Cyber security is everyone’s business.
That was the message from National Cyber Security Co-ordinator Air Marshal Darren Goldie, who sat down with NAB Chief Security Officer, Sandro Bucchianeri this month to kick off Cyber Security Awareness month, led by the ACSC.
“The cyber criminals we’re up against are global transnational gangs, that aren’t concerned by geographical borders or legal jurisdictions,” Air Marshal Goldie said.
“They target households, governments, businesses and the most vulnerable communities, and that’s what I am most concerned with.”
First step: a national plan
Air Marshal Goldie was appointed Australia’s first National Cyber Security Coordinator in July this year, following three decades of service in the Australian Defence Force.
During his conversation with NAB colleagues, Air Marshal Goldie discussed some of the challenges and opportunities he’s faced in his new role.
“It was a violent transition from the role I was in as part of the Australian Air Force previously,” he said.
“But the Government has been clear on its priorities and my role to help strengthen Australia’s cyber security, which is fundamental in the way we live, work and communicate.”
One of his first tasks on the job has been to develop a national policy to cement Australia as the safest country in the world by 2030.
“If you’re going to write a strategy about anything, cyber security is as hard as it gets, because understanding what’s next and what’s in the medium and long term is extremely hard, and you end up with debates at the policy table about what 2030 looks like.”
Australian SMEs face the biggest cyber threat
For Air Marshal Goldie, one of the biggest red flags in Australia’s defensive capabilities is the pressing need for more cyber education and awareness among the community, particularly SMEs.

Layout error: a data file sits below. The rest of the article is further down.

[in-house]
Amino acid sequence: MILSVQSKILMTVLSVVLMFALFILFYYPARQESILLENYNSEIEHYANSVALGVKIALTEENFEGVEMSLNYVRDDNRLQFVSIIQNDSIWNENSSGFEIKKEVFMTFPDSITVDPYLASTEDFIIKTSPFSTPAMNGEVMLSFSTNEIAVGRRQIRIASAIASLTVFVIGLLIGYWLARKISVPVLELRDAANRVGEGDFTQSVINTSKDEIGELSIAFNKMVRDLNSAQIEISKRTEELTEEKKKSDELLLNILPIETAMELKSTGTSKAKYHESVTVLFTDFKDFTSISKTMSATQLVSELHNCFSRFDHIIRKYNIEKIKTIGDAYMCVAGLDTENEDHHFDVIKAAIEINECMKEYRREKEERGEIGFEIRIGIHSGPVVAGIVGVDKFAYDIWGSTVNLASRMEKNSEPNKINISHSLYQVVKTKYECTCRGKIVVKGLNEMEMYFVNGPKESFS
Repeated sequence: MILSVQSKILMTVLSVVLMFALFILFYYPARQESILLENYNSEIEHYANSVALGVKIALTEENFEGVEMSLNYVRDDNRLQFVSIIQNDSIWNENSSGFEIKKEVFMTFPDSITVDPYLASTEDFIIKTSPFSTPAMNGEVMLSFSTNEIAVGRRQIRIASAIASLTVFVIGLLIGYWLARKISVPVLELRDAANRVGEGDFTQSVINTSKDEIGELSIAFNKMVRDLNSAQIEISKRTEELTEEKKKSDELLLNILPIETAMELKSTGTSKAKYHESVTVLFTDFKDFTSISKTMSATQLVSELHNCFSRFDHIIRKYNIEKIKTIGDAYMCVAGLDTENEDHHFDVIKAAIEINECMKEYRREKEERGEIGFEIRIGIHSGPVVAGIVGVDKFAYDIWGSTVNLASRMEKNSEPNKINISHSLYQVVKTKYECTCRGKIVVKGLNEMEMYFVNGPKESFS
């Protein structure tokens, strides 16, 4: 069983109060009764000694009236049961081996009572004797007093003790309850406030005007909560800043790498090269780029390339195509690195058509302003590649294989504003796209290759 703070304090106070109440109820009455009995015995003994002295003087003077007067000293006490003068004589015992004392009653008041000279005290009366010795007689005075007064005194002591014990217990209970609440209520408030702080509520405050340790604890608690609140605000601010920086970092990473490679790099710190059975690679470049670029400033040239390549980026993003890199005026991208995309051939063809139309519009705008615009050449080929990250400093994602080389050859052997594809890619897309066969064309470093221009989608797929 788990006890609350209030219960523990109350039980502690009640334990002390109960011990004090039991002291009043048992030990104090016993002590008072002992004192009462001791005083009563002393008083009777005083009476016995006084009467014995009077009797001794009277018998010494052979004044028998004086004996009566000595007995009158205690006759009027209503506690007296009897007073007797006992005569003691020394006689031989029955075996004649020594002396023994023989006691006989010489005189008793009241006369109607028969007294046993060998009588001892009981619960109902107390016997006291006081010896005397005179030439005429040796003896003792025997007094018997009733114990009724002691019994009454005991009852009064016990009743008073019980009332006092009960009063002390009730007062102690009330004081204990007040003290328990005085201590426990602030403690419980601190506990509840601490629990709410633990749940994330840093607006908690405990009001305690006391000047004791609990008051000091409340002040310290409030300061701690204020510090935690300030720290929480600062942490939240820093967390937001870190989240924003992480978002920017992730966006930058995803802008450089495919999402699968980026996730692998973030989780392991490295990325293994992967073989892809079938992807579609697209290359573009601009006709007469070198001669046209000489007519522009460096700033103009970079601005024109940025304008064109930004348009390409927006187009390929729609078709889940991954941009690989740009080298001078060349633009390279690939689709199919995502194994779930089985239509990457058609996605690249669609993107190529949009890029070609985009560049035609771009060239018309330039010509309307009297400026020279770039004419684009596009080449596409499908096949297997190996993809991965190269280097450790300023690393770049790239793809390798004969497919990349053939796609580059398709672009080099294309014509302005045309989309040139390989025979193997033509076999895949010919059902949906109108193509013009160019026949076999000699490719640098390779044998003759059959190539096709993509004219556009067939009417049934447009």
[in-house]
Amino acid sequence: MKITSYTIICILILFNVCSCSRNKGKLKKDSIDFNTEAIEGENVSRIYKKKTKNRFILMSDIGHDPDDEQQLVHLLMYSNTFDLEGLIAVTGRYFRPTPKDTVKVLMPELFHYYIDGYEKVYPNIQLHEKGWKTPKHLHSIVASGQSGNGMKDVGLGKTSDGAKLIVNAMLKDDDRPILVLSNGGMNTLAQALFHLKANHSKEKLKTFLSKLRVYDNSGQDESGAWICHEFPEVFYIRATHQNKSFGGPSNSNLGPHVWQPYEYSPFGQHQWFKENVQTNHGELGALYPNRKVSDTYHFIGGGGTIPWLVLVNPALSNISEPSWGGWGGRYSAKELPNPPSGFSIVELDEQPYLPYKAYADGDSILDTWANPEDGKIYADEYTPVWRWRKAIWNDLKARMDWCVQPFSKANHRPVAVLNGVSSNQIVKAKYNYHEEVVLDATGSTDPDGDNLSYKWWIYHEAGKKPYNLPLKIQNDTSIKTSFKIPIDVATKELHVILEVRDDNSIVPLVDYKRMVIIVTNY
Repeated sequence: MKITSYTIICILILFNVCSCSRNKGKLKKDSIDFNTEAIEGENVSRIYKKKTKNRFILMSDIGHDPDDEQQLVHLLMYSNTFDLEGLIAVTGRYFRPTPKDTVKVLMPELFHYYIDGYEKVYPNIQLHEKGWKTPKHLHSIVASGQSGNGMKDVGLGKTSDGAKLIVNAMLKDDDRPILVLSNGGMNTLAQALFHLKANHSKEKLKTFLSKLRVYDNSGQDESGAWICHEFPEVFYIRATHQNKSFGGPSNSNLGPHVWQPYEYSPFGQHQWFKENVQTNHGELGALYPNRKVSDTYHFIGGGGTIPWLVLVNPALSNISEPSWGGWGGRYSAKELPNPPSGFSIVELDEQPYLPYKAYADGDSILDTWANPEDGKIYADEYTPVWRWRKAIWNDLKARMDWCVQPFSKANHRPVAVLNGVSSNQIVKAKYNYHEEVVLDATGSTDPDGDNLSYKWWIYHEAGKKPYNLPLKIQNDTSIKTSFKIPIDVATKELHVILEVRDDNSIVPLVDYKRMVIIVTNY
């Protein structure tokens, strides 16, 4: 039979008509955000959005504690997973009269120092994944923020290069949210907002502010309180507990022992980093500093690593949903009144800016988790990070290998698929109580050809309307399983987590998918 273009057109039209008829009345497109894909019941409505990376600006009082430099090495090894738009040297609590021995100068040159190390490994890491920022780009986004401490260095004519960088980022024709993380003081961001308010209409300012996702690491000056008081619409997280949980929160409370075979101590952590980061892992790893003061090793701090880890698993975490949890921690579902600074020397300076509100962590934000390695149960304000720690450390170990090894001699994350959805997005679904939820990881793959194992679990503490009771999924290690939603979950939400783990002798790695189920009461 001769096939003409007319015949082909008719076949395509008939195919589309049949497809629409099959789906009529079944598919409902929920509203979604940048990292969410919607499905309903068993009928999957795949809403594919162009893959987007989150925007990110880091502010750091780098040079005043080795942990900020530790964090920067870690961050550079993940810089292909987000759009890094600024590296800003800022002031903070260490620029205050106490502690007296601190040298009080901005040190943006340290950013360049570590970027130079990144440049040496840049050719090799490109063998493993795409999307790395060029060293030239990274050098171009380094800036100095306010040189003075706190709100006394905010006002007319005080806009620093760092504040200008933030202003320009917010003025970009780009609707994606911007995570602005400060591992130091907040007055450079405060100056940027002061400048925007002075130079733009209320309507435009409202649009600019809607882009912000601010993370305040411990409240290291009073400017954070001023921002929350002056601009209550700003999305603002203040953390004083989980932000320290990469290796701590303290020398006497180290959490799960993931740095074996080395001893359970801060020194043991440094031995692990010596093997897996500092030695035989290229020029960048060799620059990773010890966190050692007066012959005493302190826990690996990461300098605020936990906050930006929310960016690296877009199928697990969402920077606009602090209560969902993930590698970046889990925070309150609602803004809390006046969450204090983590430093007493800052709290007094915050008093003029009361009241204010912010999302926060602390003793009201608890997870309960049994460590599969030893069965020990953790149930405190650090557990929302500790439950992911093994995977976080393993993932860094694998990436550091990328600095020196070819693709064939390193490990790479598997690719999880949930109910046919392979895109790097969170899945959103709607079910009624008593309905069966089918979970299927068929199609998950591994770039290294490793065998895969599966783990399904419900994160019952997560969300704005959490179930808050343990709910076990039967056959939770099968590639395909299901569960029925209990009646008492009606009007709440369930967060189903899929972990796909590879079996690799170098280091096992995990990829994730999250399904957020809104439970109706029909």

“The growing threat of cyber crime is really pointed towards the top end of SMEs who are more at risk but are battling competing priorities with fewer resources,” he said.
NAB’s Consumer and Business Insights research on scams education indicates that SMEs are one of the least cyber prepared sectors, with just 15% percent of Australian SMEs conducting extensive training around scams and cyber security risks. Four in 10 had “not much training at all.”
But Air Marshal Goldie warns of other global cyber trends that Australians need to watch out for.
“Amidst growing ransomware attacks, schools are becoming more prominent targets,” he said.
“We’re seeing this play out in the US where it’s a significant problem.”
“If you consider the profile of a school, they are the same exact size of a successful medium sized business, with a couple of thousand individuals all carrying personal devices with personal information connected to a school network.”
“They are small enough not to have full time cyber security teams and generally don’t have the resources for a 24/7 threat response partner. Unfortunately, these are the targets that cyber criminals can attack easily and demand a ransom.”
October is Cyber Security Awareness Month. NAB offers free cyber security training for all Australians and Australian businesses. So far this year the NAB Security team have conducted more than 115 sessions. Anyone can register at nab.com.au/security.